I recently moved my most complicated Drupal site (a Bulgarian dialectology project with six inter-connected content types and thousands of nodes) from Bluehost to a dedicated Ubuntu 10.04 server; some of the views were exhausting the memory provided by a shared commercial hosting setup. The process reminded me that a skilled, patient sysadmin is worth their weight in antimatter ("gold" would be a serious undervaluation), but in stumbling through it on my own I discovered a few tricks that might save someone else the same frustration.
Some of these are downright embarrassing if you know much at all about Linux servers, but I'm setting aside pride for the moment because I'm sure I'm not the only intrepid but clueless humanist who's Googled themselves into these stupid situations.
Lesson 1: Be careful with scp when moving over whole multisite installs
Since I was 9, I've been using (S)FTP to move files around. The speed of my current wireless setup over the holidays was proving a serious bottleneck to migrating the filesystem from one server to another. So I decided to try the smarter, but unfamiliar, approach of using scp.
So, on my Bluehost account (where I learned how to setup a multisite install) I tried something like this:
scp -rpC public_html/* [new server login name]@[new server]:/var/www/drupal
It worked! But it was taking forever. Four hours later, I grew suspicious and tried to review the text that was quickly scrolling through my terminal window. Buried in all those successful transfers was a warning about "too many symlinks". Indeed, what the system had been doing for those four hours was following my first symlink, and looping back through itself to copy the same files again, nested one level down, until it encountered the symlink again, and once again looped back through itself.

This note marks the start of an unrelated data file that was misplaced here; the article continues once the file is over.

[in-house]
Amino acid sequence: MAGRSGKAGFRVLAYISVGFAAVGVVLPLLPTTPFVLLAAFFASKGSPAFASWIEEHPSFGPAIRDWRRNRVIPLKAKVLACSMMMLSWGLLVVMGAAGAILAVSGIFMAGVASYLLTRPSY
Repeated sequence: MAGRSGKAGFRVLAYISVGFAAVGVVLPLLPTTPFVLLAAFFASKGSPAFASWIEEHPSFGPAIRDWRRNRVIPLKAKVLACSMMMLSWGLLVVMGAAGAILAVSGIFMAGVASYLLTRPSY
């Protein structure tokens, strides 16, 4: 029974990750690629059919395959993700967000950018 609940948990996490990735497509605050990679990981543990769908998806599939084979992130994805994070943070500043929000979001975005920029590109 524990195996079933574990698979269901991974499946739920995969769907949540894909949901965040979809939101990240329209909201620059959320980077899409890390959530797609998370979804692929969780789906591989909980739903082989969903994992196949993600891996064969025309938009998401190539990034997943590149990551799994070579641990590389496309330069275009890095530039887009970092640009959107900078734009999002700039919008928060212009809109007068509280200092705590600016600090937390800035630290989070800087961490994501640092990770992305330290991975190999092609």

Solution: use rsync instead, or scp over everything except the symlinks in your main folder.
Lesson 2: How to move your database over
This site had a rather large database, and the easy phpMyAdmin export feature I'm accustomed to doesn't work for databases over 50 MB on Bluehost (I discovered after a few failed attempts). It only exports the first few tables. Doing it via the command line works, though.
- On your new server, use your favorite method to create an empty database. Remember: if you give it a different name than the database name in your old hosting setup, and/or if you have a different user for the database, and/or if you're switching from some other host to localhost (e.g. Dreamhost-hosted Drupal sites don't use localhost) you'll have to update the settings.php for your site accordingly.